Like many substances, carbon fiber can be recycled, but it may (currently) be better described as downcycling, vs. recycling.
Carbon fiber composite materials, for example, are being used increasingly in aircraft manufacture. Although this has been the case in more expensive military aircraft for decades, only recently have large commercial aircraft started using more composite materials than aluminum (the new Boeing 787 is about 50% composites vs. 20% aluminum).
From this article about Boeing
... use a process called pyrolysis, whereby heat removes the resin
from shredded raw composite material, rendering what Carberry
described as a kind of fluffy fiber.
Carberry explained that physical properties of recycled composites
limit their use to nonstructural parts. Only new material–made of
virgin carbon fiber–is strong enough for fabrication of
The carbon composites are heated to around 400 °C - 600 °C, so the epoxy resin can be burned off (and lost), and the fibers reclaimed. Although the end result is not a fiber of the same length as the original, the process only uses about 5% of the energy that the original manufacturing process did.
Like when paper is recycled, the resulting fibers get shorter and shorter, and this reduces the strength of the recycled composite material. They are still usable, but not for all the same applications (e.g. aircraft structure) as the original material.
An early, lower-tech recycling process for carbon fiber simply involved grinding it up, and using it as filler material for applications like road building. Less demanding applications like laptop cases are also current recipients of recycled carbon fiber.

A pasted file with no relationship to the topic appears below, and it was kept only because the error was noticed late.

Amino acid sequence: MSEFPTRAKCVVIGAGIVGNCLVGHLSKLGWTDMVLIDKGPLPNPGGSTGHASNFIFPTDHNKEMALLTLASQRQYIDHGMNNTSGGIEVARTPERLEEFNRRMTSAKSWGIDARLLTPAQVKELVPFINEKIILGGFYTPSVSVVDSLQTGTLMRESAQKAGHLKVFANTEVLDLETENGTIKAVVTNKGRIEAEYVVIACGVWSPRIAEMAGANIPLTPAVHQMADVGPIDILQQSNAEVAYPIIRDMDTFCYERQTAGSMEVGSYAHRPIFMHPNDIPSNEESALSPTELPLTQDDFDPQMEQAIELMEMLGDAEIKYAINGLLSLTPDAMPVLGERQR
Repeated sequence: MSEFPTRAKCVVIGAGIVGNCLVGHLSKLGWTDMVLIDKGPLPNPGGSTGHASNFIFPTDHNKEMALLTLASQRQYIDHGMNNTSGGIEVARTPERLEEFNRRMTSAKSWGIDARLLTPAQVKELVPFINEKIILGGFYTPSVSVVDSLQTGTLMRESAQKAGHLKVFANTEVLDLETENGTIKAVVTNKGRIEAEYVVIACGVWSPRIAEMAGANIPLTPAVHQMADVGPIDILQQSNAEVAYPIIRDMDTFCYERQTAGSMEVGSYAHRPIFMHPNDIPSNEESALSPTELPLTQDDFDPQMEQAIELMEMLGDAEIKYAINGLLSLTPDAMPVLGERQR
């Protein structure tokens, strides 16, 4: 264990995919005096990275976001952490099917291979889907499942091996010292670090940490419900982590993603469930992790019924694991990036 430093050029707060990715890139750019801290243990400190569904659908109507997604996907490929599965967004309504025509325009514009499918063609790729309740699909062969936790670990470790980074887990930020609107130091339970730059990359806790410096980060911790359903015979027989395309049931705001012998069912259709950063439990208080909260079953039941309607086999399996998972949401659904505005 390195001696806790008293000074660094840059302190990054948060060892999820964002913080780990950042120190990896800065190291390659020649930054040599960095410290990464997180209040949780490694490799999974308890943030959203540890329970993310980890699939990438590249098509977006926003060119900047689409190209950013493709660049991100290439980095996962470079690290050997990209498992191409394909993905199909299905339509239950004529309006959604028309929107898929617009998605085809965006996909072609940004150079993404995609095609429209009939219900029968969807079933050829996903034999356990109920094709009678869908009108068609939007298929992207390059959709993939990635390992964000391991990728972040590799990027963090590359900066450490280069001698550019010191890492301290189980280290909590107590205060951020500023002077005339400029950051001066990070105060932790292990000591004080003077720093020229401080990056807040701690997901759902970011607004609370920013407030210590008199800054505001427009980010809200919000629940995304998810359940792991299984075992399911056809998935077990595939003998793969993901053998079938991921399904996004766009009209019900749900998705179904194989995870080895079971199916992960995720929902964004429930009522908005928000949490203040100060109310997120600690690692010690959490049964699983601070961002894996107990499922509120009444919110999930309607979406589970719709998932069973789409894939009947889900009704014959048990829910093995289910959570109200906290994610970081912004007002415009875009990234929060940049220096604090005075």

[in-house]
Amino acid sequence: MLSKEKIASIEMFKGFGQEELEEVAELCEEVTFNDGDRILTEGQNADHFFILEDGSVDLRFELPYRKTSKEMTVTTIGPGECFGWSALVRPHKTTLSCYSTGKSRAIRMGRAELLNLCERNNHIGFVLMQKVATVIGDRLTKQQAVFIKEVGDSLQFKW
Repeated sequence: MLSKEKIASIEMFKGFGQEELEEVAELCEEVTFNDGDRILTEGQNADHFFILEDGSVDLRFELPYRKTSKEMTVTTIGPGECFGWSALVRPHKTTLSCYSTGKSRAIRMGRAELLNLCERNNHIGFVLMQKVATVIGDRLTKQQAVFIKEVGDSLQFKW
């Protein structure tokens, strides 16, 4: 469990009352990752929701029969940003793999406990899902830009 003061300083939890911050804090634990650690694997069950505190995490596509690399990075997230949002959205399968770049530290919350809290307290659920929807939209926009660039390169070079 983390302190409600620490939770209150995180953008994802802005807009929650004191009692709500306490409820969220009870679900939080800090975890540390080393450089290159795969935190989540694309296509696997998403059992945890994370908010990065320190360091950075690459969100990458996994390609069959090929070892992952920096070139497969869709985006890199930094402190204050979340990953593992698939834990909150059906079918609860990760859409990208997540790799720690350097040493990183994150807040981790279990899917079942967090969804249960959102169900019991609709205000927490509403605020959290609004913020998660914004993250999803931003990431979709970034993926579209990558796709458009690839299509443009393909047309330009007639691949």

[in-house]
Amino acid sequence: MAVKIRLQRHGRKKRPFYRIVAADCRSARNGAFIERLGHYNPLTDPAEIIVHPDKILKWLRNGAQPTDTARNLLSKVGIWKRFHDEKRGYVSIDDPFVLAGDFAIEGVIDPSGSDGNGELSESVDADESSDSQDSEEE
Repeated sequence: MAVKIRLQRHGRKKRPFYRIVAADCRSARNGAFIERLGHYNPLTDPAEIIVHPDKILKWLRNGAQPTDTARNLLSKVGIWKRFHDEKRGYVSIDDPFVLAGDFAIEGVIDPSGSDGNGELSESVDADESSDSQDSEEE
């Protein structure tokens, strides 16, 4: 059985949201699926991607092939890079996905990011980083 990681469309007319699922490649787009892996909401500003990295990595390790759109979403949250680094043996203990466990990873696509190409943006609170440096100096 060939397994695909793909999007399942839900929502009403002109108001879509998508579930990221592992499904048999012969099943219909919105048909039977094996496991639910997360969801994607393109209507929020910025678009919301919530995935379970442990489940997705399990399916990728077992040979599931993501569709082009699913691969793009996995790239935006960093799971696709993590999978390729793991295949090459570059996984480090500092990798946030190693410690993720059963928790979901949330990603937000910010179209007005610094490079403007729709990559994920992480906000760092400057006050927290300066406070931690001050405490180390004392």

Generally, the material performance demands are highest for aerospace applications, then automotive applications, then sporting goods, and finally consumer electronics. So, this is likely to be the downcycling flow for carbon fiber (although I don't have evidence that recycled aerospace fibers are being used in car frames yet). It's also the case that aerospace consumption of carbon fiber composites is vastly greater than smaller consumer products, so that's the most important place to start innovating in fiber recycling.
Check out this article, though, on Trek Bicycles recycling carbon fiber from bike frames
Here is a link for a company developing a different carbon fiber recycling process
Another link discussing the general state of the art, and future directions
Disclaimer: in a former life, was a Boeing structures engineer, and did my Master's in Aero/Astro structures.
Edit: Please also be aware that carbon fiber sustains strain and damage during use and cannot be 100% recycled.